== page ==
You have to ask yourself what you actually want. Do you want to outright own your car? Or do you want a brand new car every couple of years? If you want a new car every couple years then the way to go would be lease, provided you don't do a whole lot of driving. They usually have about a 12,000 mile per year limit on the lease and anything beyond that will have some crazy fee like 50 cents per mile or something like that. If you don't drive that much then it isn't a concern. The upside is you'll get a new car every couple years when you lease a new car, and during the lease time all repairs for non-consumable items (consumable items being tires, brakes, etc.) are covered by dealer at no charge to you; the downside is, as long as you're leasing, you're no closer to owning any car no matter how much money you've paid over time. The only way to apply the money you've paid into a lease to owning the car is if you opt to buy the car at the end of the lease. But none of the money in any of the leases before that car's lease will be used toward buying the car.
When you buy the car, unless you can plunk down all the cash to buy it, you'll have to finance it. When you finance it, the bank who holds the loan is the legal owner of the car until you pay it off 100%. At that point the car will be yours. If you want to feel like you own the car, that's the way to go because once it's paid off, you will own the car outright.
Here's my recommendation. Don't buy a brand new car. You'll be paying for all the depreciation. Don't lease a car because you'll never get any of that money back or be able to put it towards owning the car unless you decide to buy at the end of the lease, and there again you will have paid for all the depreciation. (I don't know if there would be a difference in the long run between a lease-to-own option like that, or outright buying from the start. You'd have to run the numbers.) What I recommend is that you buy a car that's a couple years old, which was a car that someone else leased and then returned at the end of the lease. You can find a car that has fairly low miles, you'll likely be able to pay little more than half the brand new price which will save you a ton of money, you can find a car in excellent condition because the previous lessee will have wanted to avoid paying anything extra for damage (I don't know if leases have any sort of a security deposit since I've never leased), and if you buy from a dealer who is an established dealer for the manufacturer (ie. a Ford dealer, a Chevy dealer, etc.), you can get the car as a "certified pre-owned" which means their service department will thoroughly inspect the car based on a checklist of manufacturer inspection points to certify that the car is in excellent condition. Additionally, you'll still have the car's bumper-to-bumper warranty that came with the car when it was brand new, and you can always extend that warranty a few years by adding a little bit extra to the monthly payment (the finance manager will walk you through your options regarding all that).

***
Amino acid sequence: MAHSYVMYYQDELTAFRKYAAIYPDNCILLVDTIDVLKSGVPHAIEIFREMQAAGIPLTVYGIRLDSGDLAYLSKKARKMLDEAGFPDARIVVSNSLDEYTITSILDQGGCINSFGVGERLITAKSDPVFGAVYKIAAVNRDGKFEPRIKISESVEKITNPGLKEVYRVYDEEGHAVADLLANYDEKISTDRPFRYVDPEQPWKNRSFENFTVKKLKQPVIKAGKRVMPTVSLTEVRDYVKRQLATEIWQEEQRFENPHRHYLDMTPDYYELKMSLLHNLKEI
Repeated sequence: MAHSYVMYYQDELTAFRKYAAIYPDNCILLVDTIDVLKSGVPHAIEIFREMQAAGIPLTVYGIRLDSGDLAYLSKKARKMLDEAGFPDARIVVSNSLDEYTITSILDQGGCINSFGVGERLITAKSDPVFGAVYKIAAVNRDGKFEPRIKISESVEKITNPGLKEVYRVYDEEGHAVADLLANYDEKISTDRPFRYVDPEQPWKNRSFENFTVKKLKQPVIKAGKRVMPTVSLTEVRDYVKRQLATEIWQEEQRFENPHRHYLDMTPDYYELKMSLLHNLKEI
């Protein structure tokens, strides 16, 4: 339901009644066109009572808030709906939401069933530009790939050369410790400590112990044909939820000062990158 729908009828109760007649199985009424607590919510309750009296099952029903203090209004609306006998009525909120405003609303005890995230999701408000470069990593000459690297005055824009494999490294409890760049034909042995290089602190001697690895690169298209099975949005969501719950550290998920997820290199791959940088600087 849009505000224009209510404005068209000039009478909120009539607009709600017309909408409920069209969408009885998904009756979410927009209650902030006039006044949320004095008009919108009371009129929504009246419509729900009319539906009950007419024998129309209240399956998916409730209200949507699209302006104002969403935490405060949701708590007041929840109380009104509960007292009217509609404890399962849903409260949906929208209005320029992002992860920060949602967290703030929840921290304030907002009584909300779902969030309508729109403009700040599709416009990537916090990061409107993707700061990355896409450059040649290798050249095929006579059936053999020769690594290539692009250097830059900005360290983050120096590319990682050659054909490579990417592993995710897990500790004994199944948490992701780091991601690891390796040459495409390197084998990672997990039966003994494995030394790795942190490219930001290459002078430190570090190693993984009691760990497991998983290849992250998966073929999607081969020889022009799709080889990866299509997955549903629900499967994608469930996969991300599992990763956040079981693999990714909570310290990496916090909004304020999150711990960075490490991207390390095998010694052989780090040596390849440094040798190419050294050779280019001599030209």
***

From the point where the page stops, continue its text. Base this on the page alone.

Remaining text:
When I bought my current car, that's what I did. I bought one that was 2 years old for $15,400 (it was somewhere over $17K after all the taxes and fees, plus I chose to extend the bumper-to-bumper warranty) when the brand new price was about $35K, from the Chevy dealer who I talked into including the GM certification at no extra charge (normally that adds $500 to the cost, according to the sales manager), and it had only about 29,000 miles on it. The purchase also included 2 years of free inspections and oil changes. In my search for this model of car I found one that had only about 8,000 miles on it, but that added a few thousand more dollars to the price which I wasn't willing to pay, so I had to compromise and get something with more miles but a lower price. And since I was paying the loan rather than a lease I always felt like it was MY car, which I especially felt once I paid the thing off entirely so I own it 100%.
To be fair toward leasing, I do also have to add one more story. Some relatives of mine live way out in the country and the long road to their driveway used to be gravel, which was very rough and washboard most of the time. They leased all their vehicles for about 20 years because that road beat the hell out of everything they drove, and if they were to just buy their vehicles the repair costs would have been huge. Once their road got paved they began buying rather than leasing because their cars and trucks started lasting a lot longer. So in the case of their circumstances, leasing was the best option.